At its developer day event yesterday, Microsoft spent a long time extolling the virtues of the Universal Windows Platform and the Windows 10 Creators Update to developers. But subtly, the company slipped in a screenshot that gives us a first look at Project Neon, the next iteration of the company’s design language.
The picture shows a refreshed version of the Groove music app on a Windows desktop. The fundamentals of the app and its layout aren’t changed, underscoring that Neon is very much an iteration of the current Metro/Microsoft Design Language (MDL). The window has shed its discrete title bar and one pixel border, with the application content now extending to the very edge of the window. The search text field no longer has a box around it, and the left hand pane has a hint of translucency to it.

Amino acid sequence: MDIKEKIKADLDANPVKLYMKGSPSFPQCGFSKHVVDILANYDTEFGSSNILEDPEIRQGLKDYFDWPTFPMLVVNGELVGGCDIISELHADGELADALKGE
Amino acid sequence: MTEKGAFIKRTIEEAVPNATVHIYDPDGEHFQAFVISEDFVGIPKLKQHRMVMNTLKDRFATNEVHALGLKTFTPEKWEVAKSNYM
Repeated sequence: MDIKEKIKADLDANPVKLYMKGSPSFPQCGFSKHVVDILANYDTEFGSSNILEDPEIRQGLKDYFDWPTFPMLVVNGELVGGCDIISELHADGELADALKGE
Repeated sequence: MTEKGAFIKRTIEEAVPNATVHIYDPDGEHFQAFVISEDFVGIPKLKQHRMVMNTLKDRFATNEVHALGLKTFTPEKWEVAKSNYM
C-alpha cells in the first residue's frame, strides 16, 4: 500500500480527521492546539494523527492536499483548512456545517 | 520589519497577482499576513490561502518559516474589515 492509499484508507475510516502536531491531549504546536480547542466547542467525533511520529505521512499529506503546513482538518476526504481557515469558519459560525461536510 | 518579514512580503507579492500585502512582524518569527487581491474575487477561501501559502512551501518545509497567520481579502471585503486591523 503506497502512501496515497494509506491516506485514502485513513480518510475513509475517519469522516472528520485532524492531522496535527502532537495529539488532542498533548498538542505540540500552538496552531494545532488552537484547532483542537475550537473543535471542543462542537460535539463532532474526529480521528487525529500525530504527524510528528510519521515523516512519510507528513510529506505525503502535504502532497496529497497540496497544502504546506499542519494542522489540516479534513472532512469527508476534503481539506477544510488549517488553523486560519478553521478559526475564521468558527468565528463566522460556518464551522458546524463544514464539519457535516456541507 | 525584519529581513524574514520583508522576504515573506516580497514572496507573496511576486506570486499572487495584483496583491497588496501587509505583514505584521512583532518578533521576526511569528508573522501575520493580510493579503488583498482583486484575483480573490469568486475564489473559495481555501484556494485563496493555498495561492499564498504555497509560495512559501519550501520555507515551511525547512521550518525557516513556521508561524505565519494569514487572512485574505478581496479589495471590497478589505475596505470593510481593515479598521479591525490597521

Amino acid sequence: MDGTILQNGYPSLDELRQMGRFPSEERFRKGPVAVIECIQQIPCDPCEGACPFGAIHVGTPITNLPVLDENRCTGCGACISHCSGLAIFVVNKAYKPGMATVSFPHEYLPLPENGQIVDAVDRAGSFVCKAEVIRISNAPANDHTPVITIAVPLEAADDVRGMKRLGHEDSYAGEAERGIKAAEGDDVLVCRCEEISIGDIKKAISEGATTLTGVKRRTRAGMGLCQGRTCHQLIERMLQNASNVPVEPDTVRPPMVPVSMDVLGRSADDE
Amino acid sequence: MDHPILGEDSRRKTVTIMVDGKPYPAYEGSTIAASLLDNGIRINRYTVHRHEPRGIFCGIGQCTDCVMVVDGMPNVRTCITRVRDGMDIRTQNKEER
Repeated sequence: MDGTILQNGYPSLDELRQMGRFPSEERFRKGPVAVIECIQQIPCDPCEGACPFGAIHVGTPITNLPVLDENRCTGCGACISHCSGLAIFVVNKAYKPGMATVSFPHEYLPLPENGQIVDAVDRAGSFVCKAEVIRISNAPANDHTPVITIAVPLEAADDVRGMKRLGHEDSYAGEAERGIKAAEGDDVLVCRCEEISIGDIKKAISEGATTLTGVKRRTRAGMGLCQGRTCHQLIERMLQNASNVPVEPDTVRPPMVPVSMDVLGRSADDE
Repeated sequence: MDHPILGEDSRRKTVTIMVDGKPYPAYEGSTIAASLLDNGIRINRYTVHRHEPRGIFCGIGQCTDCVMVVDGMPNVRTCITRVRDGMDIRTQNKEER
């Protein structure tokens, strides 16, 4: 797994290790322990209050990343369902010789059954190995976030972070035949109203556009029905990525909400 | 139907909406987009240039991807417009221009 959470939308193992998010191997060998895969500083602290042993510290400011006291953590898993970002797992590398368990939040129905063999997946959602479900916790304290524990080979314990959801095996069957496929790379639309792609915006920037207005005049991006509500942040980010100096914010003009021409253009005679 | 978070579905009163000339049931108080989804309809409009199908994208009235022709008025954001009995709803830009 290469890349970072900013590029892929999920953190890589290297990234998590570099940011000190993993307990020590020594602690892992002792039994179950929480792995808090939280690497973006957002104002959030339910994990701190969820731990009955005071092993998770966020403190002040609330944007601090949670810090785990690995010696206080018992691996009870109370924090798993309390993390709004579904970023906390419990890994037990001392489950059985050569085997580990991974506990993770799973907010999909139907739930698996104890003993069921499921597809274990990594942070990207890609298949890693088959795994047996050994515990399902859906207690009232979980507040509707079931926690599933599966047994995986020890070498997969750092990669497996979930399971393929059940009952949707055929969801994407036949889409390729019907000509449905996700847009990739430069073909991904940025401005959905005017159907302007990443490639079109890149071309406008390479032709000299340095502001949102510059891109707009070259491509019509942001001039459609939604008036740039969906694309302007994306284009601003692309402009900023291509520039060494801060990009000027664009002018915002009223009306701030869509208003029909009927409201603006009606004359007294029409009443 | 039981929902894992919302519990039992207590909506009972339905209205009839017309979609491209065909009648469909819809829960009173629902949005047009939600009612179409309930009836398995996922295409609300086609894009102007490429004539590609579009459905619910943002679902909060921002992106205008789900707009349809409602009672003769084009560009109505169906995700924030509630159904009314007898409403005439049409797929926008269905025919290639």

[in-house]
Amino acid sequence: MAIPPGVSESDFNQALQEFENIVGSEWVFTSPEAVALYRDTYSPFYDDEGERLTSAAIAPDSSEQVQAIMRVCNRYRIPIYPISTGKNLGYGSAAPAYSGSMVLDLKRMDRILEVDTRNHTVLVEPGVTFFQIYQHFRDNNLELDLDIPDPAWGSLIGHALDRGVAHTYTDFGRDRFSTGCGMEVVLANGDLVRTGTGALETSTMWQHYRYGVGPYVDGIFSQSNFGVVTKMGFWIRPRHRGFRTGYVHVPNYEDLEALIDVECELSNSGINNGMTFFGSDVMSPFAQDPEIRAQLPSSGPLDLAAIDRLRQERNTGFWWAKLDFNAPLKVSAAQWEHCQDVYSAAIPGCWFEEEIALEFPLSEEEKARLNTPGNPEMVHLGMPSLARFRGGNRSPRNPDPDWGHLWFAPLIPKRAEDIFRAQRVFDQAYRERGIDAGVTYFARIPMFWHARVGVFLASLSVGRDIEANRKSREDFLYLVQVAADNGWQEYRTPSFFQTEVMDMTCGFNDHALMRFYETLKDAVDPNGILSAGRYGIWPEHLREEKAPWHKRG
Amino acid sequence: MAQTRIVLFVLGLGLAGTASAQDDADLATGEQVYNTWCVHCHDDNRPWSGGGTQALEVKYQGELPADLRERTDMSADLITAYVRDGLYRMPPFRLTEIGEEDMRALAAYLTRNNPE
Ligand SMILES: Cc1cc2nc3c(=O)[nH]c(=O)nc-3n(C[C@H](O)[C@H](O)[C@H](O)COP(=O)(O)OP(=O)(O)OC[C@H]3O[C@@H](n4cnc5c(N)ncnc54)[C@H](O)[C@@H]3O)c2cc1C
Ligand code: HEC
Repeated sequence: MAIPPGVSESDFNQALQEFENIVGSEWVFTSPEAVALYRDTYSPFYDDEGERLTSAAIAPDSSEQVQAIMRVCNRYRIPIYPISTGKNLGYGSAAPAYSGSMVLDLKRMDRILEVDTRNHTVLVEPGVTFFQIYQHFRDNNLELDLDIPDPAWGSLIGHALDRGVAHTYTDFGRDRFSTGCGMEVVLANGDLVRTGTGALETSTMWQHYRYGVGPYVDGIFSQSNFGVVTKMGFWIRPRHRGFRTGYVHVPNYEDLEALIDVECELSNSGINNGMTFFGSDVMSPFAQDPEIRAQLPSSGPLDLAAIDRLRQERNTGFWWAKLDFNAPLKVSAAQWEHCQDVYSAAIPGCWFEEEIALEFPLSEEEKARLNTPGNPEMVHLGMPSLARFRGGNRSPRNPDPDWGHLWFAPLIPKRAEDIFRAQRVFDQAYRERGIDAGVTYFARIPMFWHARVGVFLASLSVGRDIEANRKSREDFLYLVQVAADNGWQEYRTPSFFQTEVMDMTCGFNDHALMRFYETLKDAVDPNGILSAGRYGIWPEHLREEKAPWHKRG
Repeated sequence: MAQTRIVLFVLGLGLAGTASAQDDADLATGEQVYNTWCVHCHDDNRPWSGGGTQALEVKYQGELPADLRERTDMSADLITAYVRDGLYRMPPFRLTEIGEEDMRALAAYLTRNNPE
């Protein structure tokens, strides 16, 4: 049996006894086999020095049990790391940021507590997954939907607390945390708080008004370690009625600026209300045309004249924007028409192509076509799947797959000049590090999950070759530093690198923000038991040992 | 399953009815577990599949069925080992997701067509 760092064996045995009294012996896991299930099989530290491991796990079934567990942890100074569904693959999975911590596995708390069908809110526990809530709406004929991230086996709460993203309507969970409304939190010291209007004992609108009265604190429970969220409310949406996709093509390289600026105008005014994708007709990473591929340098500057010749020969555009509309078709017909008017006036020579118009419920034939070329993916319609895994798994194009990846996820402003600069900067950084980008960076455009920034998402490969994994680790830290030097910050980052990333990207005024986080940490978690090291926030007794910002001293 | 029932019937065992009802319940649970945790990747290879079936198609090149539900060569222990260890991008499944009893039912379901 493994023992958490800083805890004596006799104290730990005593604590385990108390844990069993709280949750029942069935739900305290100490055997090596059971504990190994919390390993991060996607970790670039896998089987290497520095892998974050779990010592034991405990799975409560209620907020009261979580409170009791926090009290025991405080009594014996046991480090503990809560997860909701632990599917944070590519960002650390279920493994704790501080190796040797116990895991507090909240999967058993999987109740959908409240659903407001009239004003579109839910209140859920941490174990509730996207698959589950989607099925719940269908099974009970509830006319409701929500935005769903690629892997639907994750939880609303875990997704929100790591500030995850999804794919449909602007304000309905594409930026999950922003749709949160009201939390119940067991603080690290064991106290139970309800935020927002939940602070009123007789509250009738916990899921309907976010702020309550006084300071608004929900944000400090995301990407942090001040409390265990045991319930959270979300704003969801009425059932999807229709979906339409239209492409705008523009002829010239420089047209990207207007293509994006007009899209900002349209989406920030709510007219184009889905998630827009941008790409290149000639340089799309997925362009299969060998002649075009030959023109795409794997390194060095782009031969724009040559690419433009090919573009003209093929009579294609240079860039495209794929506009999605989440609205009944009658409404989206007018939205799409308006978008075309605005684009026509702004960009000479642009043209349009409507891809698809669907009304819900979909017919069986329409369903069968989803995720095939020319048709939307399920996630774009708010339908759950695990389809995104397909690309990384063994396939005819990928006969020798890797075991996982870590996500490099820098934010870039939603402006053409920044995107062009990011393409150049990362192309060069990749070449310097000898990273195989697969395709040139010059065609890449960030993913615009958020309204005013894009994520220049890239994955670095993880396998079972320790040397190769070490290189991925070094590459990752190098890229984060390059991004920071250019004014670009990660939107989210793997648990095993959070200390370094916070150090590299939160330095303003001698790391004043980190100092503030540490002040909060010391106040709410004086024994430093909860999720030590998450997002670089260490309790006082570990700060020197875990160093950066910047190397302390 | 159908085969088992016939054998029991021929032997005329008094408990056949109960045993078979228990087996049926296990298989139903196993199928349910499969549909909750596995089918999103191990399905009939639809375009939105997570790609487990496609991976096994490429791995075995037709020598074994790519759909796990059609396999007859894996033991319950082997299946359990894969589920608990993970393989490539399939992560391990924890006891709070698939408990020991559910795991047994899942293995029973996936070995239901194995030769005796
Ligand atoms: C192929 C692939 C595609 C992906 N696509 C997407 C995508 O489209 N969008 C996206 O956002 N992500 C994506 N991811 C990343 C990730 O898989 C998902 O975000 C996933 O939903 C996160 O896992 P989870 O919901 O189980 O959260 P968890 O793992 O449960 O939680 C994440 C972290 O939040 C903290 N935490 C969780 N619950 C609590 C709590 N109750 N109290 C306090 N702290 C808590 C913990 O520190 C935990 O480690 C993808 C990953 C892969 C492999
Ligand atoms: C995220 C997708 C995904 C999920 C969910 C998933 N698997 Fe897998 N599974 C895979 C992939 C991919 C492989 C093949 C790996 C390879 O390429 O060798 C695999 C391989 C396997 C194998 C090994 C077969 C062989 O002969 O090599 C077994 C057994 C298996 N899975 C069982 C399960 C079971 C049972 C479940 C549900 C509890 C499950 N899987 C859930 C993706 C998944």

This adds a little more visual interest. While Metro/MDL has long been assumed to require flat expanses of plain color, this isn’t entirely true. High quality and especially photographic imagery are an encouraged part of Metro designs, but this was especially apparent in the early days. Many parts of Windows Phone 7 used “full bleed” (which is to say, edge-to-edge) pictures behind text and other UI elements, and even in Windows 8, some applications such as the Music app were photo-heavy. But this use of artwork is not universal, and in plenty of programs it can be difficult to do appropriately. The translucency in Neon will give developers better ways of demarcating parts of their user interface without requiring the adoption of photos and other artwork.